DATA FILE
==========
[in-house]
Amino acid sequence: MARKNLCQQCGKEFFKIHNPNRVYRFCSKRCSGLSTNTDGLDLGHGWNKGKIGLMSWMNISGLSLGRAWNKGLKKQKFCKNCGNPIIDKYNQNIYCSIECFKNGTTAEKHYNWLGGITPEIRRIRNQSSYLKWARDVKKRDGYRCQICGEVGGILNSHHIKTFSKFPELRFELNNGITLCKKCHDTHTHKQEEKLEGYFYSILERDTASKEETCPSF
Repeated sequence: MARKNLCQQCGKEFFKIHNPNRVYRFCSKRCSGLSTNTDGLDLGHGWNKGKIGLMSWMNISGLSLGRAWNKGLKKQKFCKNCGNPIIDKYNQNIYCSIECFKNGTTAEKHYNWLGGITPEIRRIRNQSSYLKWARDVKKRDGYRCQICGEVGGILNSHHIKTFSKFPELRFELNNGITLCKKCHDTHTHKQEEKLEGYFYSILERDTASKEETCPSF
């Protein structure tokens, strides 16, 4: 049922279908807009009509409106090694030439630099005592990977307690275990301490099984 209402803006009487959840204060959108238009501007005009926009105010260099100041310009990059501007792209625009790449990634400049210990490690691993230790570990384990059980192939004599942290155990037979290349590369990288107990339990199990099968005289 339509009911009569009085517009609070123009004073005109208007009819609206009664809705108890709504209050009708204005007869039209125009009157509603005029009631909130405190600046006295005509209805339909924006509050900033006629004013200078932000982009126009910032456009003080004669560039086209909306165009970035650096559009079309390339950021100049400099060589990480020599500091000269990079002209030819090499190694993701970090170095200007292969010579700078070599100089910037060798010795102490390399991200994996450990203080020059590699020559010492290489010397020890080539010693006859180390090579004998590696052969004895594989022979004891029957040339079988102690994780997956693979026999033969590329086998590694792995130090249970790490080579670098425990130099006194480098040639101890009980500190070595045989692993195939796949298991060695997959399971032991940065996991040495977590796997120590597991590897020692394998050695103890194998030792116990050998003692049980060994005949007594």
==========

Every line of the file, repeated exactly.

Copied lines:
[in-house]
Amino acid sequence: MARKNLCQQCGKEFFKIHNPNRVYRFCSKRCSGLSTNTDGLDLGHGWNKGKIGLMSWMNISGLSLGRAWNKGLKKQKFCKNCGNPIIDKYNQNIYCSIECFKNGTTAEKHYNWLGGITPEIRRIRNQSSYLKWARDVKKRDGYRCQICGEVGGILNSHHIKTFSKFPELRFELNNGITLCKKCHDTHTHKQEEKLEGYFYSILERDTASKEETCPSF
Repeated sequence: MARKNLCQQCGKEFFKIHNPNRVYRFCSKRCSGLSTNTDGLDLGHGWNKGKIGLMSWMNISGLSLGRAWNKGLKKQKFCKNCGNPIIDKYNQNIYCSIECFKNGTTAEKHYNWLGGITPEIRRIRNQSSYLKWARDVKKRDGYRCQICGEVGGILNSHHIKTFSKFPELRFELNNGITLCKKCHDTHTHKQEEKLEGYFYSILERDTASKEETCPSF
């Protein structure tokens, strides 16, 4: 049922279908807009009509409106090694030439630099005592990977307690275990301490099984 209402803006009487959840204060959108238009501007005009926009105010260099100041310009990059501007792209625009790449990634400049210990490690691993230790570990384990059980192939004599942290155990037979290349590369990288107990339990199990099968005289 339509009911009569009085517009609070123009004073005109208007009819609206009664809705108890709504209050009708204005007869039209125009009157509603005029009631909130405190600046006295005509209805339909924006509050900033006629004013200078932000982009126009910032456009003080004669560039086209909306165009970035650096559009079309390339950021100049400099060589990480020599500091000269990079002209030819090499190694993701970090170095200007292969010579700078070599100089910037060798010795102490390399991200994996450990203080020059590699020559010492290489010397020890080539010693006859180390090579004998590696052969004895594989022979004891029957040339079988102690994780997956693979026999033969590329086998590694792995130090249970790490080579670098425990130099006194480098040639101890009980500190070595045989692993195939796949298991060695997959399971032991940065996991040495977590796997120590597991590897020692394998050695103890194998030792116990050998003692049980060994005949007594």